I find it amazing that everyone appears to have a favorite seat at coffee shops. This afternoon, I took a small table with a lone blue metal folding chair. I bypassed the blue chair. Instead, I got permission from a man at the next table to take a well worn but small, comfortable high back chair. Immediately after I sat down, but before I could get out my computer, another man came for that metal folding chair. He chose that blue chair over other closer empty chairs. And in the background, others swapped out the inferior (in their minds) for more desirable chairs.
My next move will be to claim the table from the man who let me take this chair. I think his chair is more comfortable, too. 😉
The University of Utah football team is the national champion of the NCAA Football Bowl Subdivision, the top level in college football, regardless of the outcome of tonight’s football game between the University of Florida and the University of Oklahoma. As the only undefeated team in the major conferences it is clear that Utah is the only team that can rightfully call themselves national champions.
Yet, after winning the Mountain West Conference, the Utes were left out of the BCS national championship game in favor of perennial powers Florida and Oklahoma, even though both have one loss.
There is no reason to watch tonight’s game, except to take in another meaningless football game. So like many others across the nation, I’ll not bother to turn on the television because there is nothing at stake and my team (USC Trojans) is not playing. Oh, that and I really am boycotting college football as I said I would last year.
Time for a playoff. What other sport in the World crowns a champion with an arbitrary selection by people and computers without a head-to-head matchup? It doesnâ??t happen. Even boxing, fixed as it is, has head-to-head matchups.
Unfortunately, there are no financial incentives to change how things are. That is, until fans provide them. So I’m calling for a fan boycott. Yes, a fan boycott (again).
Boycott: How it will work
Refuse to purchase any memorabilia or merchandise that has a logo of any college that participates in the NCAA Football Bowl Subdivision (list here). Also refuse to purchase any tickets to football games, including bowl games. I will not buy any more Trojan Gear until a playoff is installed. The ultimate decision is up to the school presidents of the big six leagues.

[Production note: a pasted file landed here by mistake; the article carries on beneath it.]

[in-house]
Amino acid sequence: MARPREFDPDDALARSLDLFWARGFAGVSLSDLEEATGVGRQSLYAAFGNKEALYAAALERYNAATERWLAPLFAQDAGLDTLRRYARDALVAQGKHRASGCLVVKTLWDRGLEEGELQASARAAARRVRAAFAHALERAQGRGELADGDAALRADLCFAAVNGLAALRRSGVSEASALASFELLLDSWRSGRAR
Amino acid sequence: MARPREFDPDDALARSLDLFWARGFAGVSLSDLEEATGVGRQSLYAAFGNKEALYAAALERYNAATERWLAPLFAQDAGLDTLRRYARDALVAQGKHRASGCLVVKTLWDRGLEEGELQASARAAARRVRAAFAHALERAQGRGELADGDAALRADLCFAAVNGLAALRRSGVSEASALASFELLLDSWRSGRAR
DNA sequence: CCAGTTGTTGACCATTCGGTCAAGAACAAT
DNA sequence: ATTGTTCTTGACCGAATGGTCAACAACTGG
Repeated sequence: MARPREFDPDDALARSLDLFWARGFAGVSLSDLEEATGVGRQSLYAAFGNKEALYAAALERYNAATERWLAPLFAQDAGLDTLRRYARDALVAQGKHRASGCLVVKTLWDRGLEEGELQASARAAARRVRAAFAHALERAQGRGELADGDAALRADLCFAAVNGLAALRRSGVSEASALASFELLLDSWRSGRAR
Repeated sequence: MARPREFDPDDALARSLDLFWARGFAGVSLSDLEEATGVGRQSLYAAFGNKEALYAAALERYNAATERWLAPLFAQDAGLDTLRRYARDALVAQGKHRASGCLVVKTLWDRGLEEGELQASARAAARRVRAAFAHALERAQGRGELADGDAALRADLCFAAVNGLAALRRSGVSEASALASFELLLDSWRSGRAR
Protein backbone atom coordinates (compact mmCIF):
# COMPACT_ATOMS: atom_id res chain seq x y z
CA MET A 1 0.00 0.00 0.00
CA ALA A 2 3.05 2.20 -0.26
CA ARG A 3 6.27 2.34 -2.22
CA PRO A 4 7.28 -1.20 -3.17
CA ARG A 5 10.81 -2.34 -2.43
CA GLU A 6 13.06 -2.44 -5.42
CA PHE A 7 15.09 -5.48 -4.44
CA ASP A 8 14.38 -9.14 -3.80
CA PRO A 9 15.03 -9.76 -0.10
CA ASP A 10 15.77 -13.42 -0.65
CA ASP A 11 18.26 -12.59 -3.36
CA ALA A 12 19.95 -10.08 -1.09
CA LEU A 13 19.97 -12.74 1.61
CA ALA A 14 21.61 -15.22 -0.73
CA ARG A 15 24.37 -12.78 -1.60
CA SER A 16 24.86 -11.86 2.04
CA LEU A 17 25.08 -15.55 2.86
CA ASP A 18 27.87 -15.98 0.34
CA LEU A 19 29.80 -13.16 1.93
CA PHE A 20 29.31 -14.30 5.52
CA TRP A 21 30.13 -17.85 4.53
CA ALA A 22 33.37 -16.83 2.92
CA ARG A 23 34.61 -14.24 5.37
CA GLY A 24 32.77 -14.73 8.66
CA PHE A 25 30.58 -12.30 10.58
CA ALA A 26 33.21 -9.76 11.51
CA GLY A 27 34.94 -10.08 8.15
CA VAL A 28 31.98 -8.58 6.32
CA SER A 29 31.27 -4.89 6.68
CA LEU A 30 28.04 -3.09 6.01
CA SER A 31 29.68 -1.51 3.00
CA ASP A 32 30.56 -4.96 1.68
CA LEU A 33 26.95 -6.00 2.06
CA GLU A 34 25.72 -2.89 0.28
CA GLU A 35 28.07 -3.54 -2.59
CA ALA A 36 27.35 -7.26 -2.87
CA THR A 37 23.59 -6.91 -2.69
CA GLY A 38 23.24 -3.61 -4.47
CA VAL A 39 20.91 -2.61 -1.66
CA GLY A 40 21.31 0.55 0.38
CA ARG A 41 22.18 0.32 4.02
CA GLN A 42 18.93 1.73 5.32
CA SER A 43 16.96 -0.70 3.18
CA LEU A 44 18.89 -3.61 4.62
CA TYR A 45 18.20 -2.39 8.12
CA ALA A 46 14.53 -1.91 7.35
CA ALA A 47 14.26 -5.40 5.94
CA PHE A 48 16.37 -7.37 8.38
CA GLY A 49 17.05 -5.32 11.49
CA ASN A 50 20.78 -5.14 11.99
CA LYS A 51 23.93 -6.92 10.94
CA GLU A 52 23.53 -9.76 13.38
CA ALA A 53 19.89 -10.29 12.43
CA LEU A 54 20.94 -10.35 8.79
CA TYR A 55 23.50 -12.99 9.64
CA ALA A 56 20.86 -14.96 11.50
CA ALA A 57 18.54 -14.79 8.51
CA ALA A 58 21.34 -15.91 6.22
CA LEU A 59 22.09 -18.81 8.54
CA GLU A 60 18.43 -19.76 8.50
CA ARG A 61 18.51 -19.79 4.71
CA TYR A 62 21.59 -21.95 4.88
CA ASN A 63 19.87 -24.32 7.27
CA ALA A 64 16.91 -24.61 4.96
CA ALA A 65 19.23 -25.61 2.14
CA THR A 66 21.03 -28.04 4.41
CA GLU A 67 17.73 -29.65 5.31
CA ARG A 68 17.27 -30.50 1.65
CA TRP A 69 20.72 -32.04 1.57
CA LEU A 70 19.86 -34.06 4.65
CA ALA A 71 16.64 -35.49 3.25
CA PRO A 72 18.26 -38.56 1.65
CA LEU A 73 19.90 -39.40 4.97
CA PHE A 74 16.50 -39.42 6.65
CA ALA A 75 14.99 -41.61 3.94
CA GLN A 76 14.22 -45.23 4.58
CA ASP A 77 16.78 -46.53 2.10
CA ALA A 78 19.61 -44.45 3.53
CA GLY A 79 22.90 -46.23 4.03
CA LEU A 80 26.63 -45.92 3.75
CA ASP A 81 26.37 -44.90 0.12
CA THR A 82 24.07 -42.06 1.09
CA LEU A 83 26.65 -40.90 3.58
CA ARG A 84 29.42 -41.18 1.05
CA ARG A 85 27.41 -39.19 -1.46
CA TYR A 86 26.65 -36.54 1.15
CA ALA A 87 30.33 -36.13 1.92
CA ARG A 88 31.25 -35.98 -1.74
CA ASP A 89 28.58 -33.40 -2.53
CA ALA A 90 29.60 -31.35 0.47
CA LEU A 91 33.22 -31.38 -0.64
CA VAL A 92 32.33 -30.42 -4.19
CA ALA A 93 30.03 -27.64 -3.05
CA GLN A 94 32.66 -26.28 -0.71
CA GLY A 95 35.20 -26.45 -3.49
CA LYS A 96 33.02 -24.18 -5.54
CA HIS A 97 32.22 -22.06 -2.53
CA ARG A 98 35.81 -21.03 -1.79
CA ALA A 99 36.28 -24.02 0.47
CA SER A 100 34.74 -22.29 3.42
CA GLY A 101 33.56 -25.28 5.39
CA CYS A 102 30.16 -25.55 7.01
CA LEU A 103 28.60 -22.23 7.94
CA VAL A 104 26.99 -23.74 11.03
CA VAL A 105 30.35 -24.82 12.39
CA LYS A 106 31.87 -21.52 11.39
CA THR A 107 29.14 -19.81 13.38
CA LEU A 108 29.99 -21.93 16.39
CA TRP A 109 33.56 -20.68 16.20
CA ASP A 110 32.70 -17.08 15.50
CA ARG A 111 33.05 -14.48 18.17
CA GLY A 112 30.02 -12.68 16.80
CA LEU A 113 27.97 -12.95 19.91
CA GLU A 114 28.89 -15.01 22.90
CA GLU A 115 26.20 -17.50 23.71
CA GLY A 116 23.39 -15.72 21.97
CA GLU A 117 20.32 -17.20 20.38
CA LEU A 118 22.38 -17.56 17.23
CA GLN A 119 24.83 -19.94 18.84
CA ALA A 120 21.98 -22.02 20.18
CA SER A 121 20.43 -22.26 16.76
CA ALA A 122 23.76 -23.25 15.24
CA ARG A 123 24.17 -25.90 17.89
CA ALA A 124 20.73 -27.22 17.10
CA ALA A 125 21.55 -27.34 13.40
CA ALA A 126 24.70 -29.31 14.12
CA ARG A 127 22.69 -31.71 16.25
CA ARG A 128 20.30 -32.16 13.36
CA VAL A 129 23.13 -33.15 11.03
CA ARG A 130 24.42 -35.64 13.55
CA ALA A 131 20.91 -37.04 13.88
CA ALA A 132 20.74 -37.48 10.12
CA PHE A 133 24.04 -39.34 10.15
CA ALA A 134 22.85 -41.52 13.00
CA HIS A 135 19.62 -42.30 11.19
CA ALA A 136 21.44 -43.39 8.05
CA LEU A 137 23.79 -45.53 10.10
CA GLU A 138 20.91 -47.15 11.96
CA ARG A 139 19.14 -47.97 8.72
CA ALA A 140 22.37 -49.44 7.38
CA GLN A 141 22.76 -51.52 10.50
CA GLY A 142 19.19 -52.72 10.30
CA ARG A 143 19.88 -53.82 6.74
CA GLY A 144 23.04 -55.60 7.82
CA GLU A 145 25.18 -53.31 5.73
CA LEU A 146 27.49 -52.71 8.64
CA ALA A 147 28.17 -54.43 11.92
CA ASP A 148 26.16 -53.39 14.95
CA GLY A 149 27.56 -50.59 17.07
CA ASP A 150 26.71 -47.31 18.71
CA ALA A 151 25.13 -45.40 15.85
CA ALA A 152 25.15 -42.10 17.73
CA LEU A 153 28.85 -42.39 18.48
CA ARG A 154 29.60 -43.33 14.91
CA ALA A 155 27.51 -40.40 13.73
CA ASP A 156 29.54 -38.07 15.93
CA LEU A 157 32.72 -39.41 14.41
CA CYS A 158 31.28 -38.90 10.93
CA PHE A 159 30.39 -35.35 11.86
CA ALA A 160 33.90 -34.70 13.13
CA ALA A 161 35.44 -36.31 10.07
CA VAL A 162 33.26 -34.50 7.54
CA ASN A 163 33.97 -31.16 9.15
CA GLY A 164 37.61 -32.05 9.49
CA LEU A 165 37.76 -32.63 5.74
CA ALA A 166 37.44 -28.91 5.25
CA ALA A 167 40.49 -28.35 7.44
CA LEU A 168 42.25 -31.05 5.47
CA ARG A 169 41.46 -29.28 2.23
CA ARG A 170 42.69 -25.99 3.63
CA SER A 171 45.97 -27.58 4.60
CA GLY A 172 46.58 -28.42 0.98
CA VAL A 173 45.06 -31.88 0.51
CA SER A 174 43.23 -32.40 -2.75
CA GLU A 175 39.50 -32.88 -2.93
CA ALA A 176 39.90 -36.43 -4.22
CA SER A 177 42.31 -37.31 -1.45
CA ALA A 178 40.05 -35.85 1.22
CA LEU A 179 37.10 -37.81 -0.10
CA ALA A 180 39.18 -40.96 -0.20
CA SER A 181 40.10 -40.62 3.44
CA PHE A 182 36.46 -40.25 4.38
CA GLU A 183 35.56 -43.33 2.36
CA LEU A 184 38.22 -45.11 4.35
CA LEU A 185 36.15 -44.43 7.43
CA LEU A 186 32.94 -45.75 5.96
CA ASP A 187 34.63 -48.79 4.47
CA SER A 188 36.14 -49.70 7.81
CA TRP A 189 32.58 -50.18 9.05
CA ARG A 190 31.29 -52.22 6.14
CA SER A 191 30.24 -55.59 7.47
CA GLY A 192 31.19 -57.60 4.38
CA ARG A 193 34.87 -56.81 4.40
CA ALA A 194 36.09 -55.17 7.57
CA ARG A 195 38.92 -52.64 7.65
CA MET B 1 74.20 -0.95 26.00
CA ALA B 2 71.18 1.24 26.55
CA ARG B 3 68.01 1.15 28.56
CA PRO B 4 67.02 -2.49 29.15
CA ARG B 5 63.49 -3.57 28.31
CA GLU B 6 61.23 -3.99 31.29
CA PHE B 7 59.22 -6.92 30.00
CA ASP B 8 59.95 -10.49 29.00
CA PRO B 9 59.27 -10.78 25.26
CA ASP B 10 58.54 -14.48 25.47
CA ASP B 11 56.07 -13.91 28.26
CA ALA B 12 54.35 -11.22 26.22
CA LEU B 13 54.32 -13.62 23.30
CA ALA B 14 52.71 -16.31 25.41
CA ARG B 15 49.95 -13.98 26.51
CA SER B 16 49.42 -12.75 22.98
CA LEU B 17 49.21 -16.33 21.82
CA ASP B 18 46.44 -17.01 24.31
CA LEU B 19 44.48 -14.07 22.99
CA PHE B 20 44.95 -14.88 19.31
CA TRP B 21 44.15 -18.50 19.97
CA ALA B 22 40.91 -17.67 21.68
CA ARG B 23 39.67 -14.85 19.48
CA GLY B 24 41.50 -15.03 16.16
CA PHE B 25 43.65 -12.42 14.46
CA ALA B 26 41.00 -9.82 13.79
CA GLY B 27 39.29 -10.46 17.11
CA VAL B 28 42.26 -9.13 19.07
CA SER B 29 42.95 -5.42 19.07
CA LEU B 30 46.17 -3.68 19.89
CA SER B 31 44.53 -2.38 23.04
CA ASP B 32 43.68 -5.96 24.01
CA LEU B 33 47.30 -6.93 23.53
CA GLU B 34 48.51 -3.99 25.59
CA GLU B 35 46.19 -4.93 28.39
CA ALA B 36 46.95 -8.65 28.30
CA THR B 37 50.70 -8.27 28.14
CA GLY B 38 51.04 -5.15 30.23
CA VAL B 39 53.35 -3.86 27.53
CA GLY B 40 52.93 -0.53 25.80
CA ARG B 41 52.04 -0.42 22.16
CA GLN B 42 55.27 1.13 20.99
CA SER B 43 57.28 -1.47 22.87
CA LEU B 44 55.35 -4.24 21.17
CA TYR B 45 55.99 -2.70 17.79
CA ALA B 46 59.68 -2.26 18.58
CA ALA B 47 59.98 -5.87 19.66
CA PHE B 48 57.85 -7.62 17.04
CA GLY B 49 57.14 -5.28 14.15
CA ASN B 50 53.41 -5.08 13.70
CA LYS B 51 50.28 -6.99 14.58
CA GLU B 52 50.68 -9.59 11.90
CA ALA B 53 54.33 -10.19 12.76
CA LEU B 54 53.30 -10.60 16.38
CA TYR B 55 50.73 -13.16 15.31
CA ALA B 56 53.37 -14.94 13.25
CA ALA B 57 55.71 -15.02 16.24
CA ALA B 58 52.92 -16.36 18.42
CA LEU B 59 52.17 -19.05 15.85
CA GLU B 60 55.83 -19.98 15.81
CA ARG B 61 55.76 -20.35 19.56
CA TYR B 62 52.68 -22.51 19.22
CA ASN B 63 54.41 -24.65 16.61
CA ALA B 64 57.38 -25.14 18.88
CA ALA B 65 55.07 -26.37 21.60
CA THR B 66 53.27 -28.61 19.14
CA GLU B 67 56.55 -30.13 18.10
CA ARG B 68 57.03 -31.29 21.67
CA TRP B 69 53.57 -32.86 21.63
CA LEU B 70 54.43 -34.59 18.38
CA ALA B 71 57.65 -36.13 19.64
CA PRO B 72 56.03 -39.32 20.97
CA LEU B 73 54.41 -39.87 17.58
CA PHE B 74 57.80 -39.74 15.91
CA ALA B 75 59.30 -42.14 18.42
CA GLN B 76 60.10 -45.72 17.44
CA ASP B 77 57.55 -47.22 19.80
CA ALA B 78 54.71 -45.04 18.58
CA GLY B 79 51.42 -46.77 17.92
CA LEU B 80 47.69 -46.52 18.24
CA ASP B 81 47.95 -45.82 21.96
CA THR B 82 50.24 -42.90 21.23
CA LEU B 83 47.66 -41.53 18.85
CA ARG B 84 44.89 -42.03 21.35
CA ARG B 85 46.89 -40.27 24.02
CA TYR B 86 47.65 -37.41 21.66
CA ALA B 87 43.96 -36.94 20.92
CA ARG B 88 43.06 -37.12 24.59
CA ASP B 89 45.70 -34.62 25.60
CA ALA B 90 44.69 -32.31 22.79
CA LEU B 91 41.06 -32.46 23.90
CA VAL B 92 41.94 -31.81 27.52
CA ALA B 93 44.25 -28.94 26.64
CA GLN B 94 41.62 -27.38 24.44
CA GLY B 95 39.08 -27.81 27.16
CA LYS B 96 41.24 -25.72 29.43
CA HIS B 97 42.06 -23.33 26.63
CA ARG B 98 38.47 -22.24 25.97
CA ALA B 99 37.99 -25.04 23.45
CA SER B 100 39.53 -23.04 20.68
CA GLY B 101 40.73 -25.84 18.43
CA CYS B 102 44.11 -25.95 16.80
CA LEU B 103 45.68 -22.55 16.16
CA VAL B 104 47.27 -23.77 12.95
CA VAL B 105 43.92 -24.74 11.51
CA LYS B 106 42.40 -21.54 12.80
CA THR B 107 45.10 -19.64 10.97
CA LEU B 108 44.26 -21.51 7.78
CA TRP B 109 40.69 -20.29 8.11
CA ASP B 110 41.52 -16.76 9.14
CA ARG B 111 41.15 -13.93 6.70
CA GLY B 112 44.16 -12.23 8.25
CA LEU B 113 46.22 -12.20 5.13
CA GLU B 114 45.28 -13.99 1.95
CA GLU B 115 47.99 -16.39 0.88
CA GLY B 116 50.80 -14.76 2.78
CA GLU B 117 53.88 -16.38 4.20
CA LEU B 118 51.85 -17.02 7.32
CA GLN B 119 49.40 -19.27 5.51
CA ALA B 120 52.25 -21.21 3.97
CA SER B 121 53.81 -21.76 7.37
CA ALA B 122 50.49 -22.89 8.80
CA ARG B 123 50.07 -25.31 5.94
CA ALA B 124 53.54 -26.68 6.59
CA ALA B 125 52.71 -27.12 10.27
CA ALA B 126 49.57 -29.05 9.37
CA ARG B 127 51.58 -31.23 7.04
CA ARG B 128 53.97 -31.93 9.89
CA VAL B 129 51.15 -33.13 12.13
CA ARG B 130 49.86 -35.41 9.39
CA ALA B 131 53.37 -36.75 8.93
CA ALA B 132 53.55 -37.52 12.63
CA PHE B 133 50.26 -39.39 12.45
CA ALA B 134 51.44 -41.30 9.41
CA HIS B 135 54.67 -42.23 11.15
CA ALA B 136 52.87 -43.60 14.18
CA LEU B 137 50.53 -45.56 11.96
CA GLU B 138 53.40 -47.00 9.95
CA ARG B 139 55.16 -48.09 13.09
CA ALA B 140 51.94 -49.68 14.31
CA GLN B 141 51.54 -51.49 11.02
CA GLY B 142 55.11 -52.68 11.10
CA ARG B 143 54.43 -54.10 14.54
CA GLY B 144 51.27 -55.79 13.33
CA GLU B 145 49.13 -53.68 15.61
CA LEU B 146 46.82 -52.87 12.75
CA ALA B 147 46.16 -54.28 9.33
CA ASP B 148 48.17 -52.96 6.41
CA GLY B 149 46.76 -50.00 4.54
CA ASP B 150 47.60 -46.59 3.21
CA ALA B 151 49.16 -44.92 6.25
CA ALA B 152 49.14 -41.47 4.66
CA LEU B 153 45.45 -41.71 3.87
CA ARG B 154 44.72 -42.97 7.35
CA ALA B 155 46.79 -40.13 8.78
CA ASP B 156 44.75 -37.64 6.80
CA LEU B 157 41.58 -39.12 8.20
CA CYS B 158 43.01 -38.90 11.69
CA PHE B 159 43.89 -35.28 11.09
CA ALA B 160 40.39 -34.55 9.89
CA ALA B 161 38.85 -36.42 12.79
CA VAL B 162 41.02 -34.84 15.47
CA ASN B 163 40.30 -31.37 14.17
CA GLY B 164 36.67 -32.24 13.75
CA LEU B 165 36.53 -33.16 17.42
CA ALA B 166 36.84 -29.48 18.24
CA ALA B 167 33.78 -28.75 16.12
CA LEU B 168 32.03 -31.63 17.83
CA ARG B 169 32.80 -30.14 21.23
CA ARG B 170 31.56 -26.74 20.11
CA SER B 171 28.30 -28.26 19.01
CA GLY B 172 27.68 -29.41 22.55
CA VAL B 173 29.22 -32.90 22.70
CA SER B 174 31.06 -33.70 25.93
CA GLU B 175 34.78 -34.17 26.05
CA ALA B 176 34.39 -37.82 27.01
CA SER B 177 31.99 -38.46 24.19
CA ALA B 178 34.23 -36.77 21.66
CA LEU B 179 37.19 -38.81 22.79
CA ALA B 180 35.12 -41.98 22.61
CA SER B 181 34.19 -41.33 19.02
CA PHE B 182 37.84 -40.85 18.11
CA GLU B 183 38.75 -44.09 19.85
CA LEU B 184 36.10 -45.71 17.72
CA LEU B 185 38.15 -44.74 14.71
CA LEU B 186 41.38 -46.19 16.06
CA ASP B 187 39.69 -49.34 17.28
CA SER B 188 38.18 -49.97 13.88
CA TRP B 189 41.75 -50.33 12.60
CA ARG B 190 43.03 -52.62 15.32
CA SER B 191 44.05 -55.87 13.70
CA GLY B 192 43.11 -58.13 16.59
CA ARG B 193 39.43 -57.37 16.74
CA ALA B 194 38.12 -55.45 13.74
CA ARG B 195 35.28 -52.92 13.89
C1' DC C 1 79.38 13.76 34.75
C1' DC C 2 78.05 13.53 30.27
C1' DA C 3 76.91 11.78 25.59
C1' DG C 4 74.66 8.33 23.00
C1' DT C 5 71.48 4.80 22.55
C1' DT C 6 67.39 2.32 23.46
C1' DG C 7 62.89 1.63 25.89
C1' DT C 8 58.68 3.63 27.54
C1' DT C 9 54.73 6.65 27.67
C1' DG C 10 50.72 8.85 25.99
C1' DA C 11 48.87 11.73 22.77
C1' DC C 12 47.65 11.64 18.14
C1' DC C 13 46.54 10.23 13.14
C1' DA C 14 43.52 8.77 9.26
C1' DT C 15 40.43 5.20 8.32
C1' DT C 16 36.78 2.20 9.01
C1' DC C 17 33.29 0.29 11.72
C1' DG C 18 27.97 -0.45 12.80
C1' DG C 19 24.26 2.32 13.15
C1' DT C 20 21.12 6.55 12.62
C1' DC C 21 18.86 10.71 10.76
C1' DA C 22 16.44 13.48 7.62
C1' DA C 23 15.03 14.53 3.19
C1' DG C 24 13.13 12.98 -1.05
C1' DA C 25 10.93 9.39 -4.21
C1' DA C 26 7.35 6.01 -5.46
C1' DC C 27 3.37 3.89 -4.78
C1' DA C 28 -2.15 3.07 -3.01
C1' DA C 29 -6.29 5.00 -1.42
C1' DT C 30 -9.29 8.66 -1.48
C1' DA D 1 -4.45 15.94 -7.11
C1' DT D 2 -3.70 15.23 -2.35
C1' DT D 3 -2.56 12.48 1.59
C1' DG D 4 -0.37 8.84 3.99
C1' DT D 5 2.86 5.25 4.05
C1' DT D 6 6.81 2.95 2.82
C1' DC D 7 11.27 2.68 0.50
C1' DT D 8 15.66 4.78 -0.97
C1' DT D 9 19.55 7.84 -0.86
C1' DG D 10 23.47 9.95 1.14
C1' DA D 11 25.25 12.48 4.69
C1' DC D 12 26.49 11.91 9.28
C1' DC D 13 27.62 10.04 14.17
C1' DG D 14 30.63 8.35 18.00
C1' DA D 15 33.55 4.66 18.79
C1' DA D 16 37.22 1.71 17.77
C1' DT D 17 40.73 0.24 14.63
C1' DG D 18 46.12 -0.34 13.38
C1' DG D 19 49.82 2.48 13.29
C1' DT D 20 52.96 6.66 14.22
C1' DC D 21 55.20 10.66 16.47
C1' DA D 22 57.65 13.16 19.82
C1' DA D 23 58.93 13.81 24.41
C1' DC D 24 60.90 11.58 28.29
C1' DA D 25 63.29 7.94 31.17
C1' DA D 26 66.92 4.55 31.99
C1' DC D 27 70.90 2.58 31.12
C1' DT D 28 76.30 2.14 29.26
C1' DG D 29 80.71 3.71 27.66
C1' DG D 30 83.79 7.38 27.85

Contact companies that sponsor your football team, the league they compete in, and the bowl games to declare your opposition to the bowl system and
Target one specific company: FedEx
Contact its Customer Care (1-800-GoFedEx | 1-800-463-3339) and lodge your dissatisfaction with its sponsoring the Title Game and request it pressure the NCAA to form a football playoff it sponsors instead.
Companies are very concerned about image and a few thousand calls regarding its sponsorship will make it take notice.
As a last resort, if you want to go this far, is to switch your business.
Refuse to watch the games. If anyone has power to convince schools, it is the TV networks that paid beaucoup bucks to broadcast the games. They depend on advertising revenue based on the number of “eyeballs” watching the broadcast. If those “eyeballs” were to not show up …
Until a playoff is installed, I’ll just divert more attention to studying and soccer (a.k.a. futbol).
I’m wondering how quickly it will take the Onion to write an almost-too-real article about the NASDAQ ponzi scheme and how Madoff pronounces his name as Made-Off. Unfortunately, this whole financial mess is starting to make all stock and other securities markets resemble gigantic ponzi schemes.
Around the world, investors who sunk cash into veteran Wall Street money manager Bernard Madoff’s investment pool spent the weekend calculating how much exposure they might have. The 70-year-old Madoff, well respected in the investment community after serving as chairman of the Nasdaq Stock Market, was arrested Thursday in what prosecutors say was a $50 billion scheme to defraud investors.